Commonly used herbal product lowers PSA level in men with advanced prostate cancer, UCSF study finds

October 27, 2000

A popular herbal supplement used by prostate cancer patients has been found to significantly reduce prostate specific antigen (PSA) levels--a protein in the blood that often indicates prostate cancer--in men with advanced disease, according to a University of California, San Francisco study.

The study, one of the first of its kind to subject the herb PC-SPES to rigorous scientific scrutiny, will be published November 1 in the Journal of Clinical Oncology.

PC-SPES ("PC" stands for prostate cancer, "SPES" is Latin for hope) consists of extracts from eight different Chinese herbs. It is sold commercially at some health food stores.

"My belief is people approach complementary medicine in two ways. They either accept it without critical thought simply because it's alternative, or they reject it without critical thought because it's alternative," said Eric Small, MD, study lead author and UCSF associate clinical professor of medicine. "Either way, it's all opinion. We wanted to study PC-SPES and hold it to the same standard as we would any other new drug. This is the first attempt to study this herb in a scientifically methodical way."

The phase II study evaluated 70 men divided into two groups: those with hormone dependent disease (33 patients) and those with hormone independent disease (37 patients). Hormone dependent disease is defined by its responsiveness to withdrawal of the male hormone testosterone. This can be accomplished by the use of several hormonal medications, including the female hormone, estrogen. Testosterone fuels prostate cancer growth. Lowering testosterone levels can cause tumors to shrink or slow their growth. As a result, PSA levels fall. However, tumors can become resistant to hormonal therapy. Hormone independent disease is defined by cancer progression despite low testosterone levels.

All of the men in the hormone dependent arm of the study had a PSA decline of greater than 80 percent, with a median duration of that decline lasting 57 or more weeks. Only one patient had disease progression while taking the herb. About 97 percent of these patients had steep declines in their testosterone also, causing researchers to theorize PC-SPES may work like standard hormonal therapy, Small said. "We think PC-SPES is estrogen-like," he said.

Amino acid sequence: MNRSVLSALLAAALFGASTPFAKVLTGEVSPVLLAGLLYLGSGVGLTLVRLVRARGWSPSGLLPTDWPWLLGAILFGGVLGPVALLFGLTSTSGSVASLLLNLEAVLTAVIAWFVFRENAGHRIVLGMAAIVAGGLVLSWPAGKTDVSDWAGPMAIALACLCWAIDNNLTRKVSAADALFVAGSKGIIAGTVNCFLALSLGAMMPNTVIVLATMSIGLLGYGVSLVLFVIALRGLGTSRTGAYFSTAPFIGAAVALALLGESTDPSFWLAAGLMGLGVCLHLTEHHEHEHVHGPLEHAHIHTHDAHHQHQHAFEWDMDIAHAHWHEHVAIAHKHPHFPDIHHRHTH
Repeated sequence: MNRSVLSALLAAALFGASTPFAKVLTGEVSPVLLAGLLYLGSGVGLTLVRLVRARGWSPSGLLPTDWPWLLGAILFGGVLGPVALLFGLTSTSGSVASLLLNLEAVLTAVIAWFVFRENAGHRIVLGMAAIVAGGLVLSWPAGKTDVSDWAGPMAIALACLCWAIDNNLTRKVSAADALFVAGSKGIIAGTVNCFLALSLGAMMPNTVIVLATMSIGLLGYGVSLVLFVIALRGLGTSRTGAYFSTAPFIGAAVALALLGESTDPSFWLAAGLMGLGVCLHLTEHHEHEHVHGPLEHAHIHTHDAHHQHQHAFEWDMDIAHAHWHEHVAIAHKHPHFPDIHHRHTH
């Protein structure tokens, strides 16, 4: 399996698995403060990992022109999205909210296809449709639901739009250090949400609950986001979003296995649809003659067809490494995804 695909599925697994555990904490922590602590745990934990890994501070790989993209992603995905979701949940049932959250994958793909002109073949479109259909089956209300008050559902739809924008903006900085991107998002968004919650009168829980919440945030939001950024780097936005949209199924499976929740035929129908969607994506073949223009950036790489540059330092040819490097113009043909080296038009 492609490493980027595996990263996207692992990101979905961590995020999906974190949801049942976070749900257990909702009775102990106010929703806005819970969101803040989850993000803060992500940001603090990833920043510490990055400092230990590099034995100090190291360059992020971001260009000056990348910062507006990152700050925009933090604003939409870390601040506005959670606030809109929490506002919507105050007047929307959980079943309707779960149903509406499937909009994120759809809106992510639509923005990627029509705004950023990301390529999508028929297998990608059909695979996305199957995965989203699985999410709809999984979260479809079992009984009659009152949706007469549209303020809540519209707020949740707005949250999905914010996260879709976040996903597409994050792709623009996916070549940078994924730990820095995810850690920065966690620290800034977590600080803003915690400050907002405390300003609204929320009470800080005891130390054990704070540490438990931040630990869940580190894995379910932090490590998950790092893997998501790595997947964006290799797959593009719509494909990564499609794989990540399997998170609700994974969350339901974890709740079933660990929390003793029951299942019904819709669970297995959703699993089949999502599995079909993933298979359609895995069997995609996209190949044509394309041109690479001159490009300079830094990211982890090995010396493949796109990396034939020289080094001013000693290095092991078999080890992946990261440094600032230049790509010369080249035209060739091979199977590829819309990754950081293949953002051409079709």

In the men with hormone independent disease, 19 men, or about 50 percent, had PSA declines of greater than 50 percent. Median time before PSA increased was 16 weeks. But several men in this group have not had any disease progression in more than a year of taking the herb.

The finding that PC-SPES can lower PSA levels in men with hormone independent disease is significant, Small said, because it represents another line of defense for patients when standard hormonal therapy fails to slow the disease.

"In this group of patients we can use another hormone, but beyond that, short of chemotherapy, there is not much more we can do," Small said. "PC-SPES can be used as a second or third line hormone. We don't know what kind of impact it will have on survival, but it clearly offers a clinical benefit. It provides us with another treatment we can use before chemotherapy."

In addition, some men in both groups saw shrinkage of their tumors. Side effects included impotency, lowered sex drive and breast tenderness. Overall, PC-SPES was well tolerated. The men were enrolled in the trial for two years and were given a dose of nine capsules daily.

While PC-SPES appears to be mimicking estrogen in men with hormone dependent disease, Small and colleagues believe there may be other active anti-cancer ingredients in the supplement because it lowered PSA levels in men with hormone independent disease whose testosterone was already low.

"We have proven that this has some activity," Small said. "The next step is to sort out if this is any different from estrogen," he said.

To that end, Small and colleagues at Dana Farber Cancer Institute in Boston, MA are enrolling 100 men with hormone independent disease for a trial to test which agent, estrogen or PC-SPES, works better to slow the disease. Once one therapy stops producing PSA declines, the patient will be switched to the other agent. Patients will be enrolled for a year.

"The importance of that study is it will help us get to the mechanism of PC-SPES," Small said.

Prostate cancer is the most common cancer, excluding nonmelanoma skin cancers, in American men, according to the American Cancer Society. The organization estimates that 180,400 new cases of prostate cancer will be diagnosed in the U.S. this year. Prostate cancer is the second leading cause of cancer death in men, exceeded only by lung cancer. About 31,900 men in the United States will die of this disease during 2000, according to the American Cancer Society.
Other authors on the paper include Mark Frohlich, MD, UCSF assistant professor of medicine; Robert Bok, MD, PhD, UCSF assistant clinical professor of medicine; Katsuto Shinohara, MD, UCSF assistant professor of urology; Gary Grossfeld, MD, UCSF assistant professor of urology; Zinovi Rozenblat, UCSF clinical research associate; William Kevin Kelly, DO, Memorial Sloan-Kettering Cancer Center; Michele Corry, NP, UCSF; David Reese, MD, UCSF assistant clinical professor of medicine.

The study was supported by the Association for the Cure of Cancer of the Prostate (CaP CURE).

University of California - San Francisco

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